He turned her roughly and started her walking in front of him toward the hall's main door. She hugged her arms about her to stop the trembling.

A complete stranger works out I'm pregnant at a glance? It took Kaneth nearly half a cycle to wake up to it! This fellow was strange.

When she slipped in a patch of blood on the gravel, he grabbed her by the arm, wrenching her upright before she hit the ground. "Careful, sweet lips," he said in her ear. "We want you undamaged, don't we?"

Ryka gasped in pain. The sword-cut on her upper leg-not deep but raw and throbbing nonetheless-had opened up.

He hadn't noticed it before because the cut in her trousers was almost covered by her tunic, but he saw the fresh blood now and gave an exasperated grunt. "Why didn't y'tell me you were hurt?"

"It's nothing."

He pulled up the hem of the tunic and looked at the wound. A makeshift bandage around her thigh had long since come loose and fallen off. "Hmph. Maybe not, but needs covering nonetheless, t'stop that bleeding."

He left her where she was and went back to the heaped-up dead. With his scimitar, he slashed at a dead man's tunic and brought back a piece of the cloth. She wanted to take it from him, but he ignored her gesture and knelt to wrap it around her thigh himself, over the top of her trousers. She braced herself for an intimate touch, a leer or a sneering remark, but all he did was bandage her.

As he tied off the ends, he said, "When you get a chance, wash the wound 'n' put a clean cloth 'bout it. Even a small cut like that can kill you if it gets dirty."

Perhaps that would be best, anyway, she thought. To die.

The thought must have been reflected on her face, because he said harshly, "Listen t'me, you water-soft city groveler. Living's what counts, understand? Your man's dead. Probably your whole withering family's been snuffed. Your city's fallen. Your rainlords are rotting in the sun. Soon there'll be no more water in your skyless city. Take your chance with us. We've not got rainlords, but our sandmasters and tribemasters can sense water on the wind. Our dune gods protect us." He pointed to her abdomen. "That young 'un of yours? It can grow up Reduner, a warrior or a woman of the tribe. Reduners don't make no difference 'tween folk. Out there on the dunes, we're all red soon enough. Being alive, that's all that matters. That's all."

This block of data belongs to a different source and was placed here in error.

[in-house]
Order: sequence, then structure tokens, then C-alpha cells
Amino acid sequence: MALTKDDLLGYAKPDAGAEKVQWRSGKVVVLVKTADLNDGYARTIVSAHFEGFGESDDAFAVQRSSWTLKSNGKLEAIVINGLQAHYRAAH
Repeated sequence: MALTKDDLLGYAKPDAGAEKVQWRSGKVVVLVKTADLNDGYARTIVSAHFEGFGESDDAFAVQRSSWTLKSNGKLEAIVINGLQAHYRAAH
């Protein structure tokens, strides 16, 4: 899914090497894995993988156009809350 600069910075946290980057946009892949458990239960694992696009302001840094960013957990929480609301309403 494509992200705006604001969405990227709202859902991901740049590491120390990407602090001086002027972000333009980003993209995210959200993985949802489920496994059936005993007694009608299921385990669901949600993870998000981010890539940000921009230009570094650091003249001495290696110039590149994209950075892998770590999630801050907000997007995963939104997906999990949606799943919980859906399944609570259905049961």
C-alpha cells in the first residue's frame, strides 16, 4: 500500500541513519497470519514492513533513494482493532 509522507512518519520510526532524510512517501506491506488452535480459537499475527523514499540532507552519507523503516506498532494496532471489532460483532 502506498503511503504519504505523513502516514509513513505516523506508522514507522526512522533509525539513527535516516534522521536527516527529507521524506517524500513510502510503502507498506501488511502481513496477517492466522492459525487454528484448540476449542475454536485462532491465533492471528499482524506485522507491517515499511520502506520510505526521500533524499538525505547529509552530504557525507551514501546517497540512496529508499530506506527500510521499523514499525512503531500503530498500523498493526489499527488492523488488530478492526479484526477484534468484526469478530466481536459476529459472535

She stood facing him. Wasn't there more to life than that? Yes, of course there was-but you had to be alive to achieve it. Sandblast it, she thought, despairing. How did we Breccians ever come to this?

She nodded to the man. "Yes," she said. "You are right."

"Now, get going, Garnet. I don't have time t'waste on you."

Kaneth, I will be strong. I promise, for the sake of our son. You're on your own, wherever you are. And so, damn it, am I.

And then, just a whisper in her mind, to a man who was probably dead: I love you.

CHAPTER TWO

Scarpen Quarter Breccia City Breccia Hall, Level 2 Ravard handed Ryka over to a Reduner bladesman guarding the double doors of Breccia Hall's public reception room. The man pushed her roughly inside and closed the doors behind her.

Though the area was large, it was crowded. And noisy with crying. Her heart sank as she looked around and absorbed the significance of what she was seeing. Women. No men. Women, yet no small children. Every head turned her way to see who had entered, eyes fearful. And she was standing in a patch of half-dried blood on the floor.

Waterless hells.